Dallas, Texas — Just 12 hours after President John F. Kennedy was assassinated on Nov. 22, 1963, in Dallas, Texas, reporters from all over the world crammed into Dallas police headquarters to try and interview the suspect, Lee Harvey Oswald.
“I got jostled,” said reporter Bill Mercer, who was with CBS affiliate KRLD at the time. “I’m small, so I got pushed behind the door one time, I’m pummeled.”
Mercer had just received a tip from an officer that Oswald had formally been charged with murdering the president, something that Oswald didn’t even know, until Mercer broke the news to him on camera.
“You have been charged, sir,” Mercer told Oswald on camera. “You have been charged.”
“And he looked at me, ‘What?'” the now 97-year-old Mercer recounted to CBS News this week. “And I said, ‘You have been charged with the murder of the president.'”
Oswald was shot and killed by Jack Ruby in the basement of Dallas police headquarters on Nov. 24, 1963, two days after Kennedy’s assassination.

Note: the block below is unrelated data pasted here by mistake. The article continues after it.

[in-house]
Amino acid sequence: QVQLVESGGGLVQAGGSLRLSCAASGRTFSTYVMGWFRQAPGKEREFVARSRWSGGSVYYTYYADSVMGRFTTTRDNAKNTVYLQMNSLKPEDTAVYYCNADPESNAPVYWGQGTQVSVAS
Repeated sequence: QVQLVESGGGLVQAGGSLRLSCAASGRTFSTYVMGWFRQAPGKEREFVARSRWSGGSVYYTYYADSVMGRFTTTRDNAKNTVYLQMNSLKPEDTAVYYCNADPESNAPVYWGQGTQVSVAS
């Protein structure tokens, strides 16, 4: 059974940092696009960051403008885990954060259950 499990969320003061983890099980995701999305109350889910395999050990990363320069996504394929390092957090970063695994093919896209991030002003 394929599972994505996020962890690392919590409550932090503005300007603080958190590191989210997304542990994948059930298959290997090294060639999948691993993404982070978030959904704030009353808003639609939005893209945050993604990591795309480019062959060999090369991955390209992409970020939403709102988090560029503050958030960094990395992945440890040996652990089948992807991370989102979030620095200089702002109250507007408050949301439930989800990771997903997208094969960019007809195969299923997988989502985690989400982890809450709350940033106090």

Nearly 60 years later, Camera No. 3 from that interview finally belongs to the Sixth Floor Museum at Dealey Plaza in Dallas, which chronicles the Kennedy assassination.
In January, Mercer was reunited with this piece of history in a visit to the museum.
“This is particularly special because we have the footage, we have the artifact, and we have the man who was reporting that news,” Nicola Longford, Sixth Floor Museum CEO, said.
Longford explained that, decades later, physical artifacts are still popping up from that moment in time.
“We need to have physical items that animate people’s imaginations and try to step back into a historic moment,” Longford said.
Camera No. 3, which is almost too heavy to lift, will go on display to the public later this year to mark 60 years since Kennedy’s death. For Mercer, it’s a piece of history that he will never forget.
“Well, it’s great because, what if we hadn’t had the camera?” reflects Mercer. “It would just be a nothing piece of audio, maybe.”
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